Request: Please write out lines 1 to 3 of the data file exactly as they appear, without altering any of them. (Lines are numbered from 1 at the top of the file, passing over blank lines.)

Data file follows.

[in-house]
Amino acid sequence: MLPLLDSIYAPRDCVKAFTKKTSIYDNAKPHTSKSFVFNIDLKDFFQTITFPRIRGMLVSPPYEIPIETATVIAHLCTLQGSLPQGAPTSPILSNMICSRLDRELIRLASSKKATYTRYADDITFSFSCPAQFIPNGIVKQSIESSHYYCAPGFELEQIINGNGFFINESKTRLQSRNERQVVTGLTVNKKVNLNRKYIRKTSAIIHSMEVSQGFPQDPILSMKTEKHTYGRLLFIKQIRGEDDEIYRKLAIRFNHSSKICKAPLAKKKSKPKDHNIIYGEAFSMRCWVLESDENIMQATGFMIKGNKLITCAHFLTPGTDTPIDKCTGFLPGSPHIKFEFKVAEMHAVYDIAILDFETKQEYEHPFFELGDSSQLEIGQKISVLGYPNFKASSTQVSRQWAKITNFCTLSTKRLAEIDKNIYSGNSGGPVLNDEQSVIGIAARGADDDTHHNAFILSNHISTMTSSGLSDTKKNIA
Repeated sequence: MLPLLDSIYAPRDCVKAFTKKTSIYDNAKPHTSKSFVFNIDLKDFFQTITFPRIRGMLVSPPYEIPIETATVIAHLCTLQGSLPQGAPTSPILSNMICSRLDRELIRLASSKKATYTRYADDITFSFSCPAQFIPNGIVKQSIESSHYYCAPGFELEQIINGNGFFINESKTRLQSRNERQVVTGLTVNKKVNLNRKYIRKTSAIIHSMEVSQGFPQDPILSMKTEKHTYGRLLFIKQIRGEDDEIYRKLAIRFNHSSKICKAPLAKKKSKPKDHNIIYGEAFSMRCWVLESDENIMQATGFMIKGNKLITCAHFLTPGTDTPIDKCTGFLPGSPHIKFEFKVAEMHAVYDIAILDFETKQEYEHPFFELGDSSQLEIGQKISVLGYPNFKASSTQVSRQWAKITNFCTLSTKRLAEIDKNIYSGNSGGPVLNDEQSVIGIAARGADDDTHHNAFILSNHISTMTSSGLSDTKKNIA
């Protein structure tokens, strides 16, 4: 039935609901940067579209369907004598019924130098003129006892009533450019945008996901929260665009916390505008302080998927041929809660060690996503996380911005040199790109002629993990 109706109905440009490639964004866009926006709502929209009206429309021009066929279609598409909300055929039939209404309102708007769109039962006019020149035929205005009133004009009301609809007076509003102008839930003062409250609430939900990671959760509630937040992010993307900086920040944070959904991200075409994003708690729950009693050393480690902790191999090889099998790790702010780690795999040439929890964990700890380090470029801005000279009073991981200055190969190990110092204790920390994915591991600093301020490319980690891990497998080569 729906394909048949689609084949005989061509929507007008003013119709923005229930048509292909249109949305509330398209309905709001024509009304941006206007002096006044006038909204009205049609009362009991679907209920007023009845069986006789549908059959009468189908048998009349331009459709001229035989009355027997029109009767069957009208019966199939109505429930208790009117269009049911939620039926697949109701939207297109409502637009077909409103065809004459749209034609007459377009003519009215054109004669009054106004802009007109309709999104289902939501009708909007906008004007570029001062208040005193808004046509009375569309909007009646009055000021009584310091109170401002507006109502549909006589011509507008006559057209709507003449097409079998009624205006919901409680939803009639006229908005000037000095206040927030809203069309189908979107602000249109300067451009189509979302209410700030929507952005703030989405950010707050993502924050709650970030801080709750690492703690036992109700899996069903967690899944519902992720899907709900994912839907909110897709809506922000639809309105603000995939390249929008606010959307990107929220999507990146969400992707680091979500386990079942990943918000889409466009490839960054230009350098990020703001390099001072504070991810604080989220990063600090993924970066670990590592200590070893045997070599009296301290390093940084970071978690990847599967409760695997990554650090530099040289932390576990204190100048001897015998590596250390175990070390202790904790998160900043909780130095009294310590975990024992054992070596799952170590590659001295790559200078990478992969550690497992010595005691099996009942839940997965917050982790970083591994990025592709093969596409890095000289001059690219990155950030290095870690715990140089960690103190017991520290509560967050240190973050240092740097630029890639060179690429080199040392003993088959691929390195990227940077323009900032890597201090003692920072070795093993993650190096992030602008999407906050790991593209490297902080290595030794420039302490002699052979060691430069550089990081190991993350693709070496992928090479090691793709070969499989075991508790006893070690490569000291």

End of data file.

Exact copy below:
[in-house]
Amino acid sequence: MLPLLDSIYAPRDCVKAFTKKTSIYDNAKPHTSKSFVFNIDLKDFFQTITFPRIRGMLVSPPYEIPIETATVIAHLCTLQGSLPQGAPTSPILSNMICSRLDRELIRLASSKKATYTRYADDITFSFSCPAQFIPNGIVKQSIESSHYYCAPGFELEQIINGNGFFINESKTRLQSRNERQVVTGLTVNKKVNLNRKYIRKTSAIIHSMEVSQGFPQDPILSMKTEKHTYGRLLFIKQIRGEDDEIYRKLAIRFNHSSKICKAPLAKKKSKPKDHNIIYGEAFSMRCWVLESDENIMQATGFMIKGNKLITCAHFLTPGTDTPIDKCTGFLPGSPHIKFEFKVAEMHAVYDIAILDFETKQEYEHPFFELGDSSQLEIGQKISVLGYPNFKASSTQVSRQWAKITNFCTLSTKRLAEIDKNIYSGNSGGPVLNDEQSVIGIAARGADDDTHHNAFILSNHISTMTSSGLSDTKKNIA
Repeated sequence: MLPLLDSIYAPRDCVKAFTKKTSIYDNAKPHTSKSFVFNIDLKDFFQTITFPRIRGMLVSPPYEIPIETATVIAHLCTLQGSLPQGAPTSPILSNMICSRLDRELIRLASSKKATYTRYADDITFSFSCPAQFIPNGIVKQSIESSHYYCAPGFELEQIINGNGFFINESKTRLQSRNERQVVTGLTVNKKVNLNRKYIRKTSAIIHSMEVSQGFPQDPILSMKTEKHTYGRLLFIKQIRGEDDEIYRKLAIRFNHSSKICKAPLAKKKSKPKDHNIIYGEAFSMRCWVLESDENIMQATGFMIKGNKLITCAHFLTPGTDTPIDKCTGFLPGSPHIKFEFKVAEMHAVYDIAILDFETKQEYEHPFFELGDSSQLEIGQKISVLGYPNFKASSTQVSRQWAKITNFCTLSTKRLAEIDKNIYSGNSGGPVLNDEQSVIGIAARGADDDTHHNAFILSNHISTMTSSGLSDTKKNIA